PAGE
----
Archaeological Investigations at Sites 45-OK-287 and 45-OK-288, Chief Joseph Dam Project, Washington.
Final technical rept. Aug 78-Oct 84.
WASHINGTON UNIV SEATTLE
Pagination or Media Count:
Site 45-OK-287288 is located on a narrow terrace at the foot of a steep slope on tne right bank of Rufus Woods Lake Columbia River 110 m upstream from River Mile 568. The site lies in an Upper Sonoran life zone. In 1979 the University of Washington excavated 230 sq m of site volume for the U.S. Army Corps of Engineers, Seattle District, as part of a mitigation program associated with adding 10 ft to the operating level behind Chief Joseph Dam. Systematic random sampling using 1 x 1x 0.1-m collection units in 1 x1, 1 x 2, or 2 x 2 m cells disclosed six prehistoric components contained in overbank, colluvial and aeolian deposits. The first occupation, dated prior to 4800 B.P., is represented primarily by a deflated artifact concentration located just above basal river cobbles. The second occupation found in sands and silts of early overbank deposits is dated by two radiocarbon age determinations to 4800-4400 B.P. These two zones represent Kartar Phase components comparable to late Vantage and Cascade Phase age ocupations elsewhere on the Plateau. They are characterized by greater use of argillite, lanceolate and stemmed projectile point forms, and cobble derived artifacts manufactured form on-site river gravels. The site functioned as a central base camp for hunting during this period.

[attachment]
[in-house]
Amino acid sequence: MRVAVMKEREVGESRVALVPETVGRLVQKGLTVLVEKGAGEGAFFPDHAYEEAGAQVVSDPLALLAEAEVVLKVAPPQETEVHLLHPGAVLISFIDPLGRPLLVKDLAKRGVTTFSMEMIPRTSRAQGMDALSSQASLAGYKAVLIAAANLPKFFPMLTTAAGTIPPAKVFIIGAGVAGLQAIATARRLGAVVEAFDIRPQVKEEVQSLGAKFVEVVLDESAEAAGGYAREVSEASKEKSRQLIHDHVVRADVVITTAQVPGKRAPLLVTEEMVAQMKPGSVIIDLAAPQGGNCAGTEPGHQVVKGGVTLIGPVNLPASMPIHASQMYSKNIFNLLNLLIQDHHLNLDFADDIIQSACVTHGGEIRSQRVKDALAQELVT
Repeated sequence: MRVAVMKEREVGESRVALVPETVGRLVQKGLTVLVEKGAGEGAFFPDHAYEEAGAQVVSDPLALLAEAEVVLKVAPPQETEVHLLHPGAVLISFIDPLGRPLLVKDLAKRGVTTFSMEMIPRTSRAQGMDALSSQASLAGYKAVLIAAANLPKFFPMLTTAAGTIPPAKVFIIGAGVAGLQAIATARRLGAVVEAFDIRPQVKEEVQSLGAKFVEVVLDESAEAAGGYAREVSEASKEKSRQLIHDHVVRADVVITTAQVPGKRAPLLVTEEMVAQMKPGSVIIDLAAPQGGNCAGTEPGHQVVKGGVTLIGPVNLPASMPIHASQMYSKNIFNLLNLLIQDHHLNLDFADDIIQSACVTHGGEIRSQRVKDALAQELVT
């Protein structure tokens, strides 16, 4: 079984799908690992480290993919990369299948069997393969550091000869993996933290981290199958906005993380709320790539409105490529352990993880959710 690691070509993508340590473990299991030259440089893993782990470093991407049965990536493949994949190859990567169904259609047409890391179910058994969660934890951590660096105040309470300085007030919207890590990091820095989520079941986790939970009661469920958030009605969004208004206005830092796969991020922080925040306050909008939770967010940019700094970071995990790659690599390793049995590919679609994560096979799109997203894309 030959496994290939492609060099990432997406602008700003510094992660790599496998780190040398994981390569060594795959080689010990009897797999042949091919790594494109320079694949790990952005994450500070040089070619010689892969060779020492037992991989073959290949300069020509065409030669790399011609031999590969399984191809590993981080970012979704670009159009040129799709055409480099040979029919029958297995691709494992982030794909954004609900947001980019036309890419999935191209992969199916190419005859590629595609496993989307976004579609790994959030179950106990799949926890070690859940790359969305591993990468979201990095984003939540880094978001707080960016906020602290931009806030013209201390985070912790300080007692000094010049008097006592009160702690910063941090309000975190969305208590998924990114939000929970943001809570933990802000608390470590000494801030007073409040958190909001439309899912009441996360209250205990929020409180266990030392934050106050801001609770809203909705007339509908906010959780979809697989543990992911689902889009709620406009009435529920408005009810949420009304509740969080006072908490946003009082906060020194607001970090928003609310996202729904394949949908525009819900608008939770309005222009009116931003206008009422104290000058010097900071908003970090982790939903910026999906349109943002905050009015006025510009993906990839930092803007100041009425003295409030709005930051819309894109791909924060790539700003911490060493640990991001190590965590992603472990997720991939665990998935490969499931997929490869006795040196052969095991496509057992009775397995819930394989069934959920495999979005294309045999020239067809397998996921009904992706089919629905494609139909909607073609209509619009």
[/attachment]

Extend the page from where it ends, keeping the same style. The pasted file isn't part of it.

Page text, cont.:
- Humanities and History